Thirsty? You're already dehydrated

glass of water
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Summertime means lots of people are outside dealing with the heat—some by choice and some because they have to. Whatever the reason, staying hydrated is the key to dealing with hotter temperatures, said a Baylor College of Medicine physician.

"The rule of thumb is, if you're thirsty, you're already dehydrated. So keep well hydrated by drinking plenty of water, even before you begin your outdoor activity," said Dr. Irvin Sulapas, a primary care sports medicine physician and assistant professor of family and community medicine at Baylor.

This applies to people who work out or play sports as well as those whose jobs keep them outside day in and day out, like electricians and yard maintenance workers. In fact, Sulapas said those are the people he is particularly worried about because of their prolonged heat exposure.

When the body becomes dehydrated, it works to retain fluids lost through sweating by decreasing urinary output. Constipation also can result as the body works to retain water. Dehydration also involves the cardiovascular system, resulting in decreased and increased pulse.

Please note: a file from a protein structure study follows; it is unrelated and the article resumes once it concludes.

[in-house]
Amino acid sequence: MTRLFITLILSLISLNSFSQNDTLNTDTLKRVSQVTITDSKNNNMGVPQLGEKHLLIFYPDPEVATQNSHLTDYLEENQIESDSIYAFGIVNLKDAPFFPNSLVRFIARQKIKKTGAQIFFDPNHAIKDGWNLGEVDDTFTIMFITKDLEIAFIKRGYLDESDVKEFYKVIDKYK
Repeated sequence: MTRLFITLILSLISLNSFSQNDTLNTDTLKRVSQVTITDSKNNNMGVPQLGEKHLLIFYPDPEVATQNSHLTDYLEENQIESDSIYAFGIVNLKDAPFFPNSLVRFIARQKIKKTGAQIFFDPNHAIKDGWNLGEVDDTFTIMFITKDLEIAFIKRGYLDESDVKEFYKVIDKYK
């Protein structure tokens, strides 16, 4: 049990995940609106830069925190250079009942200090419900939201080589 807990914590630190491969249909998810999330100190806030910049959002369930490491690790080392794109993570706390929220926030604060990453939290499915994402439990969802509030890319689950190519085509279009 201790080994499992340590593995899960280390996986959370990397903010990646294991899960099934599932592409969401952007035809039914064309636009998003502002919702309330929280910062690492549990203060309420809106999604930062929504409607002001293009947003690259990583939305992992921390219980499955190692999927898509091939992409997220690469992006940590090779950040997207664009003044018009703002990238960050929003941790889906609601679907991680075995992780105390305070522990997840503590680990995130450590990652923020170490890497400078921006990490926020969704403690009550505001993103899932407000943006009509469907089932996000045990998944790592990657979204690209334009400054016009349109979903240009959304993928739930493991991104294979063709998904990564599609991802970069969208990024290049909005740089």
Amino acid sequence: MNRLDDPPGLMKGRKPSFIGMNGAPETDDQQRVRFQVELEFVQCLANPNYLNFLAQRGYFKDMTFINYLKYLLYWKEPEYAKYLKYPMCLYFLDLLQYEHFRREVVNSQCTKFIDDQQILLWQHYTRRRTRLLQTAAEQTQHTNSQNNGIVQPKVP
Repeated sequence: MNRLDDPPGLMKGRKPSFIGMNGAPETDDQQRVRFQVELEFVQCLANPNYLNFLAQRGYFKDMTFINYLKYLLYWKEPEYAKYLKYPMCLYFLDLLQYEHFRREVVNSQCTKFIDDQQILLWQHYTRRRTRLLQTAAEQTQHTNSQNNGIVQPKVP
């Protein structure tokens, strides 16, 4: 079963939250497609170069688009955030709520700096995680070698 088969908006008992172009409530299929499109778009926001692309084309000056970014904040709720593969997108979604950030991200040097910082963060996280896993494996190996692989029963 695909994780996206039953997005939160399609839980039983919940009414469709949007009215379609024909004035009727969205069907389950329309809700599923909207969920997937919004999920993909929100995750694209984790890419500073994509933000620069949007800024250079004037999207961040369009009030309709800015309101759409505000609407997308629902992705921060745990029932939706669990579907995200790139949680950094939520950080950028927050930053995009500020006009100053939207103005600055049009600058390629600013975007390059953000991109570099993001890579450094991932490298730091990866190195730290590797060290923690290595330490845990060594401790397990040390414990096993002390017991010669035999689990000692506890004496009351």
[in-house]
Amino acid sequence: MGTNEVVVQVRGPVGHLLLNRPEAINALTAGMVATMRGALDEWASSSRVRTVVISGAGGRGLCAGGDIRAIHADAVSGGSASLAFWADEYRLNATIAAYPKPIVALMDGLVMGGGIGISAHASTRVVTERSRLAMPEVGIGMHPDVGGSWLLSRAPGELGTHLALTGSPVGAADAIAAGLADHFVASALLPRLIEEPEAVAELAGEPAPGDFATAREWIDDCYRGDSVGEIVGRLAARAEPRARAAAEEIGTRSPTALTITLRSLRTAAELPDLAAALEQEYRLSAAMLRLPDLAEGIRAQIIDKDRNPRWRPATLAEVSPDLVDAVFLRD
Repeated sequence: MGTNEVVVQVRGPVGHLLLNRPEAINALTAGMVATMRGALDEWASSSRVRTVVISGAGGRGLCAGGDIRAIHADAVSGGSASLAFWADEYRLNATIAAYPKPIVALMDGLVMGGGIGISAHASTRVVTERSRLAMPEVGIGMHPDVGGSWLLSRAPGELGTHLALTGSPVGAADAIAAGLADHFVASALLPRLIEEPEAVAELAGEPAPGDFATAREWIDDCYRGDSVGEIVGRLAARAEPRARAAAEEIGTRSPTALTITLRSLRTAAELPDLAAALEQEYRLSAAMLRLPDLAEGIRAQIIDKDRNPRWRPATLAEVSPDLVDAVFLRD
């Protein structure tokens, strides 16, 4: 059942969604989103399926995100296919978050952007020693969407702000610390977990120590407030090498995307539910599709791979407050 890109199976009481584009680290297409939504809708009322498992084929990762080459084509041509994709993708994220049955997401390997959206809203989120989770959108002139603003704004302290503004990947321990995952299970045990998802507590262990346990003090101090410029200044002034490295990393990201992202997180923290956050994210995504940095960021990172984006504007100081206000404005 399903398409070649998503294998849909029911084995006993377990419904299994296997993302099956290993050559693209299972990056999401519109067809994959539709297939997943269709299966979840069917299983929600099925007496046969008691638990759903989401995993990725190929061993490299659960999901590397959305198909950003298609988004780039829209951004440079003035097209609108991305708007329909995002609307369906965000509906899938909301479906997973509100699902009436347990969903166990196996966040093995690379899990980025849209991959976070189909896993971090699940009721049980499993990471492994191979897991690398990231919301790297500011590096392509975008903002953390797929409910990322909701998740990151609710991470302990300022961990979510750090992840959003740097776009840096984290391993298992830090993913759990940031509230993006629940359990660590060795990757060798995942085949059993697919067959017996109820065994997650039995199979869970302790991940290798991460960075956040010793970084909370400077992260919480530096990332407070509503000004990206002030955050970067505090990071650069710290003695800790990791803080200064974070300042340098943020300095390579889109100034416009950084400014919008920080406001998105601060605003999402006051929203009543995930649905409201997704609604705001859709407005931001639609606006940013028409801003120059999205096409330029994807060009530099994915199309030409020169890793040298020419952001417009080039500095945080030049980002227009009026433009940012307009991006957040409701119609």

"The whole body is essentially trying to conserve water despite you sweating it out," he said. "The body can tolerate 1 to 2 percent of water loss but anything more than that will present problems. This will decrease your work or athletic performance."

Signs of dehydration include:

  • Excessive sweating
  • Thirst
  • Decreased urine output or darkly colored urine
  • Headache
  • Fatigue
  • Cramping
  • Dizziness

When these symptoms are present, it's time to take a rest in the shade or indoors and rehydrate with water. Sulapas recommends people doing labor-intensive activities, like running or heavy yard work, drink a beverage with electrolytes to replenish the sodium that is lost through sweating.

If a person collapses or experiences a change in mental status, such as not making sense, call 9-1-1.

Eating a well-balanced meal also is important for hydration, Sulapas said. "Food intake can also be counted as hydration, because it includes carbohydrates and sodium that you need to maintain hydration."

In addition, anyone who is a going to be outside for a prolonged period or for an intense activity should avoid excessive caffeine intake. A little bit of coffee is fine for those who are used to it, but sodas actually increase thirst. Alcohol, which acts a and leads to dehydration, also should be avoided.

Dehydration can affect people of all ages and all fitness levels, Sulapas warned.


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Mayo Clinic Q And A: What to drink to stay hydrated

More information: Get more hydration tips from a registered dietitian at Baylor College of Medicine.
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